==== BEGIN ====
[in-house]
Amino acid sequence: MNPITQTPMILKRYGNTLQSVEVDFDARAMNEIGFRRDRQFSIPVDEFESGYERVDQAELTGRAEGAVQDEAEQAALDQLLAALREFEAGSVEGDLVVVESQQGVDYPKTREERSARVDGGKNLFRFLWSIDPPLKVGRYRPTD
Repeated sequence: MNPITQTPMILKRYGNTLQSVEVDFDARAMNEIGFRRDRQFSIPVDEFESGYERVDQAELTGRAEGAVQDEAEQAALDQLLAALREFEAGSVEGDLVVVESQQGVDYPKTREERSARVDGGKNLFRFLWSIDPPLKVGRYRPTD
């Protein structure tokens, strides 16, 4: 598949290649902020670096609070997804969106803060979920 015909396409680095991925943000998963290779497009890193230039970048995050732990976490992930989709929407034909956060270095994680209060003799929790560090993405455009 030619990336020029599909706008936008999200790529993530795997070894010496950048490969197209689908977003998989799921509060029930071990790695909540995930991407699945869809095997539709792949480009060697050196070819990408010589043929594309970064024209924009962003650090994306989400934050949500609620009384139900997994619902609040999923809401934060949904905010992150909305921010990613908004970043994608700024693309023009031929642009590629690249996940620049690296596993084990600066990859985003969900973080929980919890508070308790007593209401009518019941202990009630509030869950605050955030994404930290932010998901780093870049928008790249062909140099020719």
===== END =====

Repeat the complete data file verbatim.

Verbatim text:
[in-house]
Amino acid sequence: MNPITQTPMILKRYGNTLQSVEVDFDARAMNEIGFRRDRQFSIPVDEFESGYERVDQAELTGRAEGAVQDEAEQAALDQLLAALREFEAGSVEGDLVVVESQQGVDYPKTREERSARVDGGKNLFRFLWSIDPPLKVGRYRPTD
Repeated sequence: MNPITQTPMILKRYGNTLQSVEVDFDARAMNEIGFRRDRQFSIPVDEFESGYERVDQAELTGRAEGAVQDEAEQAALDQLLAALREFEAGSVEGDLVVVESQQGVDYPKTREERSARVDGGKNLFRFLWSIDPPLKVGRYRPTD
């Protein structure tokens, strides 16, 4: 598949290649902020670096609070997804969106803060979920 015909396409680095991925943000998963290779497009890193230039970048995050732990976490992930989709929407034909956060270095994680209060003799929790560090993405455009 030619990336020029599909706008936008999200790529993530795997070894010496950048490969197209689908977003998989799921509060029930071990790695909540995930991407699945869809095997539709792949480009060697050196070819990408010589043929594309970064024209924009962003650090994306989400934050949500609620009384139900997994619902609040999923809401934060949904905010992150909305921010990613908004970043994608700024693309023009031929642009590629690249996940620049690296596993084990600066990859985003969900973080929980919890508070308790007593209401009518019941202990009630509030869950605050955030994404930290932010998901780093870049928008790249062909140099020719």